Where to begin your financial education

Ask the Experts: How do I begin my financial education?

Hi – I would like to know if you teach or know where I can get financial education. I want to understand money. I have a family that I would like to prosper. That's why I’m looking to know about money and understand many other things that I know I am not aware of. –Andrea

Thanks for the question Andrea! Getting up to speed on all things financial can seem like a tall order, but it’s not exactly a mountain you have to climb. It’s more like a nice, big swimming pool. You can start at whatever edge or corner you like. You can stay in the shallows or swim out to the deep end. There’s no one direction you have to go.

With that in mind, we’re all about financial education here at MMI. It’s right there in the slogan – Improving lives through financial education. It sounds like you’re ready to start improving your life, so here are a few different places to begin.

Workshops

Workshops are educational presentations on a particular financial topic. MMI presents educational workshops across the country (take a second to see if there are any upcoming workshops in your area). We’re not everywhere, though, so you might not have access to an MMI workshop in your neighborhood. If you like the idea of an in-person learning experience, check with your local financial institution – banks and credit unions often sponsor financial seminars for the local community. Other community organizations, like clubs or churches, also sometimes sponsor educational workshops.

Webinars

Our educators might not be located in your community, but you can still take part in our live financial education by signing up for one of our online webinars. Webinars allow you to view materials on your computer and listen in while one of our trained educators provides tips, advice, and guidance. Webinars typically last about one hour and are a great way to jump start your understanding of some specific aspects of personal finance – like saving money, reducing debt, and creating a smart budget.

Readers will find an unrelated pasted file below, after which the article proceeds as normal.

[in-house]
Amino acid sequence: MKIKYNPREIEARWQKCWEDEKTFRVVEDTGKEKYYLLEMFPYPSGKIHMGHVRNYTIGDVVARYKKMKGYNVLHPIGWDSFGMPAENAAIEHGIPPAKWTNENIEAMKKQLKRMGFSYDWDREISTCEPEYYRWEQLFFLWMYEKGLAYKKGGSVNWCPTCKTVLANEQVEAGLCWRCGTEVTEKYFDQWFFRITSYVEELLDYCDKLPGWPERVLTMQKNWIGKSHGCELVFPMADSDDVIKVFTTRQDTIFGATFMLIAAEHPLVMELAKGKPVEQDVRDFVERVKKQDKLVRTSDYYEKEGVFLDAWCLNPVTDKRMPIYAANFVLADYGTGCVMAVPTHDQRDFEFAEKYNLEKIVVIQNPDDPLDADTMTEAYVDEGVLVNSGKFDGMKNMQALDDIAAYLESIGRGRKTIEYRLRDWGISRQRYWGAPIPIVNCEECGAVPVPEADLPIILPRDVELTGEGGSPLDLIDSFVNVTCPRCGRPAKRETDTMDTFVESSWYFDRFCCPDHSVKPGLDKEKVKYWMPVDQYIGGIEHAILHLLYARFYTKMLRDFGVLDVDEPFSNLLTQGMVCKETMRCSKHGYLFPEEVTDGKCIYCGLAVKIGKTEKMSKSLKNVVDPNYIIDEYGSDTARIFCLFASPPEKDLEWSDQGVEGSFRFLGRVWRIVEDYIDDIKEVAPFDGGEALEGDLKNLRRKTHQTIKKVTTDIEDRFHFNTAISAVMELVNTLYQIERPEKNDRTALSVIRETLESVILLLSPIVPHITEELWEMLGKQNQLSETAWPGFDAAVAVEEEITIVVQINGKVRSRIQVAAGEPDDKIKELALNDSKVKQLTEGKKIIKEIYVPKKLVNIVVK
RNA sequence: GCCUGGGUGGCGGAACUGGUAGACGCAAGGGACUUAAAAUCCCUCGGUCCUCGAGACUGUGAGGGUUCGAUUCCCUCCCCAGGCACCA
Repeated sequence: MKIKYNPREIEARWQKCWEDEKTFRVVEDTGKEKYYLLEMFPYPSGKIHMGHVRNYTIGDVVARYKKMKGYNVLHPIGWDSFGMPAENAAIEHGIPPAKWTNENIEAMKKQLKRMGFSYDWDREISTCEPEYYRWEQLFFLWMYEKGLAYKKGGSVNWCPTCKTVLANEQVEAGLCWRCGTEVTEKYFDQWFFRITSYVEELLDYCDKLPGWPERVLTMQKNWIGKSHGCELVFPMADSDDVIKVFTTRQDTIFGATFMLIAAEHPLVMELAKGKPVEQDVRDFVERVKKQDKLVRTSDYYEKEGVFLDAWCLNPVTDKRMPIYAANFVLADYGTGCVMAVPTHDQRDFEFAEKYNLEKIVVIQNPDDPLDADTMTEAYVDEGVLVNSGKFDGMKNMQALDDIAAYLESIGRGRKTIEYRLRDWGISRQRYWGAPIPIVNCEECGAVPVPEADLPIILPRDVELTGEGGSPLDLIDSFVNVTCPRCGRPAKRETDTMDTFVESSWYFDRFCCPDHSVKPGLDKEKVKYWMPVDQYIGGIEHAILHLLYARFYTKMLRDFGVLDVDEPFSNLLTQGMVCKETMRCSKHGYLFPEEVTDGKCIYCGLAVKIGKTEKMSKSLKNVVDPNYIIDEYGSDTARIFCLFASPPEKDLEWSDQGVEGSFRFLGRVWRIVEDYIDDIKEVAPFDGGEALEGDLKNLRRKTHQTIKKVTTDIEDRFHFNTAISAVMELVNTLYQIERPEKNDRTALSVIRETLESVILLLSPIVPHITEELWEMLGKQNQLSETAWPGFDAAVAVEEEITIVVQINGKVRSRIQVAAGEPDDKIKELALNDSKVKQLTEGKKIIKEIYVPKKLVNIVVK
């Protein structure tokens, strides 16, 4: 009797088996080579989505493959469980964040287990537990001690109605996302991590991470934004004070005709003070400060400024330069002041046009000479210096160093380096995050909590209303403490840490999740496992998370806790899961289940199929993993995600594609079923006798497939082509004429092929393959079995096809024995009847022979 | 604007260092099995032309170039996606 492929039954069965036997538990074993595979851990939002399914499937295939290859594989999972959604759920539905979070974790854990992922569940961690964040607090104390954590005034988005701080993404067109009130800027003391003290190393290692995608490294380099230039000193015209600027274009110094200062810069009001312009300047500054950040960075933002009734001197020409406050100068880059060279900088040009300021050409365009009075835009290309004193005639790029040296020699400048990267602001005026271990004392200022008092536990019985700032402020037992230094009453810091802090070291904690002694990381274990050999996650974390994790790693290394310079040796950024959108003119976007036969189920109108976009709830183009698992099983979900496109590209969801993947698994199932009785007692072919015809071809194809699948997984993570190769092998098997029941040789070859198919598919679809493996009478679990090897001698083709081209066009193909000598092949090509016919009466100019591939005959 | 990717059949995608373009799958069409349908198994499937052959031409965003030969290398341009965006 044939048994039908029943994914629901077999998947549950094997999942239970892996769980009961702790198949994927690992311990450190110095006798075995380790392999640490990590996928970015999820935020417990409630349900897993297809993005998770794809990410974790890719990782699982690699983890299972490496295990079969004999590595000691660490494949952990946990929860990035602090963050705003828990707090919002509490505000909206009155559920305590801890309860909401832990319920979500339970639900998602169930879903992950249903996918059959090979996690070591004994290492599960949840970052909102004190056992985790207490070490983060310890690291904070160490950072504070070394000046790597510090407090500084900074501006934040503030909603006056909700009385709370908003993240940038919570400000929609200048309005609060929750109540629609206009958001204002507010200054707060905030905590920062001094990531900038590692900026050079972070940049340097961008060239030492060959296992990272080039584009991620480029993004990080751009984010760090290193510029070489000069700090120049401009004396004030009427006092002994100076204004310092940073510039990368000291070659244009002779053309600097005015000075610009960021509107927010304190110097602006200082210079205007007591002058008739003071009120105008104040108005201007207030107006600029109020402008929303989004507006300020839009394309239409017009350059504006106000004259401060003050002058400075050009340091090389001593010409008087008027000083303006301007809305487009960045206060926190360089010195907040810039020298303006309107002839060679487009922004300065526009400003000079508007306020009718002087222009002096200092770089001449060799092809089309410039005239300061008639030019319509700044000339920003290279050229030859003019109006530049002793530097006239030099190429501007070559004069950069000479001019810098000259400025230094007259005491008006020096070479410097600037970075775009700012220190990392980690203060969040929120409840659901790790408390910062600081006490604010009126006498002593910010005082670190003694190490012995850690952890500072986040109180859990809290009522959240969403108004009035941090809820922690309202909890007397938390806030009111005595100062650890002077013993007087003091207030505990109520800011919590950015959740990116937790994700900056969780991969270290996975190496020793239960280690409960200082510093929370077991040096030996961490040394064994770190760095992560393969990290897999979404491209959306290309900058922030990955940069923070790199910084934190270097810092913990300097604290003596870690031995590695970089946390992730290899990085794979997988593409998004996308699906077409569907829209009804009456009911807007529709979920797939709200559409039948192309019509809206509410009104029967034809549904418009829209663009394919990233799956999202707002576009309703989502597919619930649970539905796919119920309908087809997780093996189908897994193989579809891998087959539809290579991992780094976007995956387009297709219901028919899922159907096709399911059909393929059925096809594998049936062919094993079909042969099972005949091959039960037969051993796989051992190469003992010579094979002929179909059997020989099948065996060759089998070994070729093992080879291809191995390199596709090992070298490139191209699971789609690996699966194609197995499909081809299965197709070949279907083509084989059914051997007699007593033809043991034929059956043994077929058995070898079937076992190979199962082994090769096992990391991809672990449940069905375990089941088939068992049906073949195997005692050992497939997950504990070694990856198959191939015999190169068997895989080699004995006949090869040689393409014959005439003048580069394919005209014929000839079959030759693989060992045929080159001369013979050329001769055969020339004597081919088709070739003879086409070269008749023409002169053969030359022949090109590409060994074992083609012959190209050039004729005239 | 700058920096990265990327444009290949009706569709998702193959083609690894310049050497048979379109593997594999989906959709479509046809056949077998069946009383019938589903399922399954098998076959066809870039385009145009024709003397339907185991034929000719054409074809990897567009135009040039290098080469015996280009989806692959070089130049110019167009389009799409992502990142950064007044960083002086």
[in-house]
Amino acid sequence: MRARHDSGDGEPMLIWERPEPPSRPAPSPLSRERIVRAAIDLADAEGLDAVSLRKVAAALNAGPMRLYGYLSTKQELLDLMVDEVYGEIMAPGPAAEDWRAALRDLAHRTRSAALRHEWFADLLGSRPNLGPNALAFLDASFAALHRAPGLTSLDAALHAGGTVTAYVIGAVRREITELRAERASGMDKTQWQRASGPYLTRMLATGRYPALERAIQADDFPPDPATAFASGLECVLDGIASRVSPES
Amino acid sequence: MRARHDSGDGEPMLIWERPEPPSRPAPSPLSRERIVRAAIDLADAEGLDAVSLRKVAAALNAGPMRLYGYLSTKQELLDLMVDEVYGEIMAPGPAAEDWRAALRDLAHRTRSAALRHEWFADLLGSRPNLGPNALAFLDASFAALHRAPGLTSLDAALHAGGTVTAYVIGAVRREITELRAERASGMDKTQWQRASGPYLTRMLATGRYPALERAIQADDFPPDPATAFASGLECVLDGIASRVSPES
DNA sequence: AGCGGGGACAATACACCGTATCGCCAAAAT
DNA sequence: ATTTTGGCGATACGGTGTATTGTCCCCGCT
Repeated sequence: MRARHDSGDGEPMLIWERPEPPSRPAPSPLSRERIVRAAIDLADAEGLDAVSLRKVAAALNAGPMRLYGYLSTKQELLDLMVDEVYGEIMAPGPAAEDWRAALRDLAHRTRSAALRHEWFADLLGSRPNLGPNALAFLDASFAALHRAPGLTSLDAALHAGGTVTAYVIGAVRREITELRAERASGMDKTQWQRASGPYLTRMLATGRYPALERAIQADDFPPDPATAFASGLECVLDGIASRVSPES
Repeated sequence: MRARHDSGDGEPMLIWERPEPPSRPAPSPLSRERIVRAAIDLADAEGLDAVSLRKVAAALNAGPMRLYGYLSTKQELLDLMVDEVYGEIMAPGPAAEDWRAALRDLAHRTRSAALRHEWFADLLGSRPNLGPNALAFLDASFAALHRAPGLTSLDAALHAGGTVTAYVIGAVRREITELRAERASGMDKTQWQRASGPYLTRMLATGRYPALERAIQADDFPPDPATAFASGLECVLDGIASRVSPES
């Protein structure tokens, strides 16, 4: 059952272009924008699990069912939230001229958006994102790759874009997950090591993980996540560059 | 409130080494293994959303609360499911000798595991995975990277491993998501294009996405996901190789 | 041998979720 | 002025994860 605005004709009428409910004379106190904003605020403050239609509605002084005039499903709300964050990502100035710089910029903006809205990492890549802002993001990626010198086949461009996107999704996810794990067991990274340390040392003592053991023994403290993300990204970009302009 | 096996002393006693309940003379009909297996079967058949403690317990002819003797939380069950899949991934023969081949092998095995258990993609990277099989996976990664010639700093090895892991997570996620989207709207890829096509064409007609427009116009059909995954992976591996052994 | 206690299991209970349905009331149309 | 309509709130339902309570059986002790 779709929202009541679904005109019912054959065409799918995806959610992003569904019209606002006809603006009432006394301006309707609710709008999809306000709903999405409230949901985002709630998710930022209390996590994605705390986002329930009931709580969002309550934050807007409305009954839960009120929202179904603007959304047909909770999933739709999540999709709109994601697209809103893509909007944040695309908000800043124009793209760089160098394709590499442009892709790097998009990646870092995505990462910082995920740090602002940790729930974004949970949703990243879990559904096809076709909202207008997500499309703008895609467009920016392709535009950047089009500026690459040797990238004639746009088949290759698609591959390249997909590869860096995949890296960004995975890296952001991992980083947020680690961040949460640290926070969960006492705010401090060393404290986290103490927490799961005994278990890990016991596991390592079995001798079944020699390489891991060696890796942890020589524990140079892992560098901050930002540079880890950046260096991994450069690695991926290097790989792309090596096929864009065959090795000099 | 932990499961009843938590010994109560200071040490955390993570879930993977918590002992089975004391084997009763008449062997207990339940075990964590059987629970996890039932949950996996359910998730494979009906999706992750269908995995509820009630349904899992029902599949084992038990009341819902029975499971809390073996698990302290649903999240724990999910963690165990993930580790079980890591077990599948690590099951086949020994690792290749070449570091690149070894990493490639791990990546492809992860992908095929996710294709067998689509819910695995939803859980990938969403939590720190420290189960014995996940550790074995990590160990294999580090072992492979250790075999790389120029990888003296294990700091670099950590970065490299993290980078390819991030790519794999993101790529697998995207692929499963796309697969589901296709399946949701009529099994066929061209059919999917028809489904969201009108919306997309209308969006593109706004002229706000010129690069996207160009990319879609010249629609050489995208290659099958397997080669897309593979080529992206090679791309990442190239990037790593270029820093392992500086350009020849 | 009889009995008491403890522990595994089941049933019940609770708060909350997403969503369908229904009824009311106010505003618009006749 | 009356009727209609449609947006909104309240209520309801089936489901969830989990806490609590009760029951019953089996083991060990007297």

High quality, interactive education from the comfort of your home – what’s not to love?

eBooks

If you like to go at your own pace or our available live presentations don’t work for you, we’ve got a ton of material right here on MoneyManagement.org that you can read at your own pace. Some of our best, most in-depth reading materials are our eBooks. Ever wondered how credit works? Do you worry that you spend too much on food? Considering starting your own business someday? Check out all of our eBooks – I can (almost) guarantee you’ll learn something.

Educational articles

Still hungry for more knowledge? There’s more to read and learn! Take a look at the Financial Education section of MoneyManagement.org. You’ll find scores of helpful articles sorted by topics like Earning More Money, Surviving a Financial Crisis, Building Your Savings, and more. Meanwhile, Blogging for Change is updated regularly with new articles on financial topics.

Money and kids

If you’ve got children you should take a minute to read our article Do your children know enough about money? It will help you understand what financial lessons your children should be ideally learning at certain ages. A lot of financial education doesn’t come from experts like MMI – it comes from living with money and passing that first-hand knowledge on to others. Just talking about money is a great first step for any family.

The opportunities to improve your financial IQ are out there. Stay connected to what’s happening in your community and read, read, read. Just take your time and don’t get overwhelmed. Pick one area to better understand and focus on that for a while. Once you’ve got that down, pick a new focus.

The more time you spend in the financial education swimming pool, the more confident you’ll become. You might start off just wading, but pretty soon you’ll be swimming laps from end to end. Good luck!

Jesse Campbell is the Content Manager at MMI, focused on creating and delivering valuable educational materials that help families through everyday and extraordinary financial challenges.

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  • The National Council of Higher Education Resources (NCHER) is the nation’s oldest and largest higher education finance trade association. NCHER’s membership includes state, nonprofit, and for-profit higher education service organizations, including lenders, servicers, guaranty agencies, collection agencies, financial literacy providers, and schools, interested and involved in increasing college access and success. It assists its members in shaping policies governing federal and private student loan and state grant programs on behalf of students, parents, borrowers, and families.

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  • The National Foundation for Credit Counseling® (NFCC®), founded in 1951, is the nation’s largest and longest-serving nonprofit financial counseling organization. The NFCC’s mission is to promote the national agenda for financially responsible behavior, and build capacity for its members to deliver the highest-quality financial education and counseling services.